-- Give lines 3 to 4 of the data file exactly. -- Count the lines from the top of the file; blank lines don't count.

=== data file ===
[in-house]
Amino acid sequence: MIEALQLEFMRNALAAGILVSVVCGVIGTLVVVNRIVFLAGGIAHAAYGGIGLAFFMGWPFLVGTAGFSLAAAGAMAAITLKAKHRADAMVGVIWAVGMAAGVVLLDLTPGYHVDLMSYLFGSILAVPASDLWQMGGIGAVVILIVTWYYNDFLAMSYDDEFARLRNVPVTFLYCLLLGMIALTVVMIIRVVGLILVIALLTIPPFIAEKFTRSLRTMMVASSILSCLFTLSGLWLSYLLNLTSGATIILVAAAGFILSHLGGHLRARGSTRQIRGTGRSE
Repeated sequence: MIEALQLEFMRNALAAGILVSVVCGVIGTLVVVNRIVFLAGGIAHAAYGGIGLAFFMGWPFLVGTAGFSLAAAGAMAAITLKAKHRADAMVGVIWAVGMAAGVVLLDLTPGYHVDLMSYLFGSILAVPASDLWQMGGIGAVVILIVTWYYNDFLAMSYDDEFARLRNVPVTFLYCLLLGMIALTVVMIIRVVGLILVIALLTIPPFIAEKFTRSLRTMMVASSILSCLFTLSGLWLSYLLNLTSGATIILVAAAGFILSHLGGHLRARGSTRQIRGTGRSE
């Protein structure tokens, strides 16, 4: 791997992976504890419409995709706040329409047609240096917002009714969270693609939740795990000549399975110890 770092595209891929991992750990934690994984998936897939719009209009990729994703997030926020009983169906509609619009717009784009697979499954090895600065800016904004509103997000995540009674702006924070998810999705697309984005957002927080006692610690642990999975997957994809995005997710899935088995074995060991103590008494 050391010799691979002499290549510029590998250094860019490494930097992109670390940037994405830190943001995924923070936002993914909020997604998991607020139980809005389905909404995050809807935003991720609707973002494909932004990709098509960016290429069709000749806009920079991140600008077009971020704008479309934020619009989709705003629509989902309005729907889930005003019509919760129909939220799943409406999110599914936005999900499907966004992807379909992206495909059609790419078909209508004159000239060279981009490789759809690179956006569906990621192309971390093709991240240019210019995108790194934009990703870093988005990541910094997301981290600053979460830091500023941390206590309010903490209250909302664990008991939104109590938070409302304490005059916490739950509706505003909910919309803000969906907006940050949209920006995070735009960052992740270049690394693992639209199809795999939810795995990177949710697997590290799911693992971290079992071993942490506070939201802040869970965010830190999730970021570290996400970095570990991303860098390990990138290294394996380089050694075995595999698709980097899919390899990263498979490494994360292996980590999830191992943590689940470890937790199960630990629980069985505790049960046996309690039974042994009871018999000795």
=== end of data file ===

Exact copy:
Repeated sequence: MIEALQLEFMRNALAAGILVSVVCGVIGTLVVVNRIVFLAGGIAHAAYGGIGLAFFMGWPFLVGTAGFSLAAAGAMAAITLKAKHRADAMVGVIWAVGMAAGVVLLDLTPGYHVDLMSYLFGSILAVPASDLWQMGGIGAVVILIVTWYYNDFLAMSYDDEFARLRNVPVTFLYCLLLGMIALTVVMIIRVVGLILVIALLTIPPFIAEKFTRSLRTMMVASSILSCLFTLSGLWLSYLLNLTSGATIILVAAAGFILSHLGGHLRARGSTRQIRGTGRSE
């Protein structure tokens, strides 16, 4: 791997992976504890419409995709706040329409047609240096917002009714969270693609939740795990000549399975110890 770092595209891929991992750990934690994984998936897939719009209009990729994703997030926020009983169906509609619009717009784009697979499954090895600065800016904004509103997000995540009674702006924070998810999705697309984005957002927080006692610690642990999975997957994809995005997710899935088995074995060991103590008494 050391010799691979002499290549510029590998250094860019490494930097992109670390940037994405830190943001995924923070936002993914909020997604998991607020139980809005389905909404995050809807935003991720609707973002494909932004990709098509960016290429069709000749806009920079991140600008077009971020704008479309934020619009989709705003629509989902309005729907889930005003019509919760129909939220799943409406999110599914936005999900499907966004992807379909992206495909059609790419078909209508004159000239060279981009490789759809690179956006569906990621192309971390093709991240240019210019995108790194934009990703870093988005990541910094997301981290600053979460830091500023941390206590309010903490209250909302664990008991939104109590938070409302304490005059916490739950509706505003909910919309803000969906907006940050949209920006995070735009960052992740270049690394693992639209199809795999939810795995990177949710697997590290799911693992971290079992071993942490506070939201802040869970965010830190999730970021570290996400970095570990991303860098390990990138290294394996380089050694075995595999698709980097899919390899990263498979490494994360292996980590999830191992943590689940470890937790199960630990629980069985505790049960046996309690039974042994009871018999000795």